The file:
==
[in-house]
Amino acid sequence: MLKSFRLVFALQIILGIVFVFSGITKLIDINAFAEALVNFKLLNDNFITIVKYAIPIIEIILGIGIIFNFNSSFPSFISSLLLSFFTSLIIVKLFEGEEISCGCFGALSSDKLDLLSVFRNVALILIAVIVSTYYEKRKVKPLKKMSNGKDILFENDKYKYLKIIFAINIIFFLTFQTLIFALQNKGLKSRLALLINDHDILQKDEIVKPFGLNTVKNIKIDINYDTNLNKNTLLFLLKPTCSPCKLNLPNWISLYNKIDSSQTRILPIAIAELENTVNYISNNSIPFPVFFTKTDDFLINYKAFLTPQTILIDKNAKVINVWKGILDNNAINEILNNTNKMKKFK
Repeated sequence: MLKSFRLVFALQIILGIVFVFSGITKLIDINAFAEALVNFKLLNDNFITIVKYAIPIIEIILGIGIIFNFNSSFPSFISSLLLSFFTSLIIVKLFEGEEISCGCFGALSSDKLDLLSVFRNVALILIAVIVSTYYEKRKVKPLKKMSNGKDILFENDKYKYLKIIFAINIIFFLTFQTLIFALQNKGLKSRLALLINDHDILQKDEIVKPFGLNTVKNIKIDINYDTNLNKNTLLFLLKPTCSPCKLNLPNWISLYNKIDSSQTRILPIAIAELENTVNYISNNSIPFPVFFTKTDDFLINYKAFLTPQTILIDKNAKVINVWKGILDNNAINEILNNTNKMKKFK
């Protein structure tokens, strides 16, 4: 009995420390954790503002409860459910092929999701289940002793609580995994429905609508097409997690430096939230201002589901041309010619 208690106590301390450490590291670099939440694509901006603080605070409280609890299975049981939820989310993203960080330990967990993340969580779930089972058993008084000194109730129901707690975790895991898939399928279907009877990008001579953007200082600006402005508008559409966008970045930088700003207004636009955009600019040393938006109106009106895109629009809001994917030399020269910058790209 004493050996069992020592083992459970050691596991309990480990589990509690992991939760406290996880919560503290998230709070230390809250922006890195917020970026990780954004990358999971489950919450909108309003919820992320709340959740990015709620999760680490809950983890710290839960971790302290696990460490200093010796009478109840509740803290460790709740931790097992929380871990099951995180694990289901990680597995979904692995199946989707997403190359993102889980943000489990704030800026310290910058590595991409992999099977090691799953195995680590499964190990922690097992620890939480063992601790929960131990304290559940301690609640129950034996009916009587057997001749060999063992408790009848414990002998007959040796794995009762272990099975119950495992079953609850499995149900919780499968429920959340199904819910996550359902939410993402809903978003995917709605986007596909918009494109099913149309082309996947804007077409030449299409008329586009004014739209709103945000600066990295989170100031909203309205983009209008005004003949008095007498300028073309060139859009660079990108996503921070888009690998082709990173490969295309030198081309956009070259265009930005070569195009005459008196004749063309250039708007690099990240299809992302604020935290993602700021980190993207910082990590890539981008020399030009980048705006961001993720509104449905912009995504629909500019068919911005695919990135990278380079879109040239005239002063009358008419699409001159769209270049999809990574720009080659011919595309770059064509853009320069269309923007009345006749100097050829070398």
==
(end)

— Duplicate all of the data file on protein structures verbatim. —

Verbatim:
[in-house]
Amino acid sequence: MLKSFRLVFALQIILGIVFVFSGITKLIDINAFAEALVNFKLLNDNFITIVKYAIPIIEIILGIGIIFNFNSSFPSFISSLLLSFFTSLIIVKLFEGEEISCGCFGALSSDKLDLLSVFRNVALILIAVIVSTYYEKRKVKPLKKMSNGKDILFENDKYKYLKIIFAINIIFFLTFQTLIFALQNKGLKSRLALLINDHDILQKDEIVKPFGLNTVKNIKIDINYDTNLNKNTLLFLLKPTCSPCKLNLPNWISLYNKIDSSQTRILPIAIAELENTVNYISNNSIPFPVFFTKTDDFLINYKAFLTPQTILIDKNAKVINVWKGILDNNAINEILNNTNKMKKFK
Repeated sequence: MLKSFRLVFALQIILGIVFVFSGITKLIDINAFAEALVNFKLLNDNFITIVKYAIPIIEIILGIGIIFNFNSSFPSFISSLLLSFFTSLIIVKLFEGEEISCGCFGALSSDKLDLLSVFRNVALILIAVIVSTYYEKRKVKPLKKMSNGKDILFENDKYKYLKIIFAINIIFFLTFQTLIFALQNKGLKSRLALLINDHDILQKDEIVKPFGLNTVKNIKIDINYDTNLNKNTLLFLLKPTCSPCKLNLPNWISLYNKIDSSQTRILPIAIAELENTVNYISNNSIPFPVFFTKTDDFLINYKAFLTPQTILIDKNAKVINVWKGILDNNAINEILNNTNKMKKFK
């Protein structure tokens, strides 16, 4: 009995420390954790503002409860459910092929999701289940002793609580995994429905609508097409997690430096939230201002589901041309010619 208690106590301390450490590291670099939440694509901006603080605070409280609890299975049981939820989310993203960080330990967990993340969580779930089972058993008084000194109730129901707690975790895991898939399928279907009877990008001579953007200082600006402005508008559409966008970045930088700003207004636009955009600019040393938006109106009106895109629009809001994917030399020269910058790209 004493050996069992020592083992459970050691596991309990480990589990509690992991939760406290996880919560503290998230709070230390809250922006890195917020970026990780954004990358999971489950919450909108309003919820992320709340959740990015709620999760680490809950983890710290839960971790302290696990460490200093010796009478109840509740803290460790709740931790097992929380871990099951995180694990289901990680597995979904692995199946989707997403190359993102889980943000489990704030800026310290910058590595991409992999099977090691799953195995680590499964190990922690097992620890939480063992601790929960131990304290559940301690609640129950034996009916009587057997001749060999063992408790009848414990002998007959040796794995009762272990099975119950495992079953609850499995149900919780499968429920959340199904819910996550359902939410993402809903978003995917709605986007596909918009494109099913149309082309996947804007077409030449299409008329586009004014739209709103945000600066990295989170100031909203309205983009209008005004003949008095007498300028073309060139859009660079990108996503921070888009690998082709990173490969295309030198081309956009070259265009930005070569195009005459008196004749063309250039708007690099990240299809992302604020935290993602700021980190993207910082990590890539981008020399030009980048705006961001993720509104449905912009995504629909500019068919911005695919990135990278380079879109040239005239002063009358008419699409001159769209270049999809990574720009080659011919595309770059064509853009320069269309923007009345006749100097050829070398």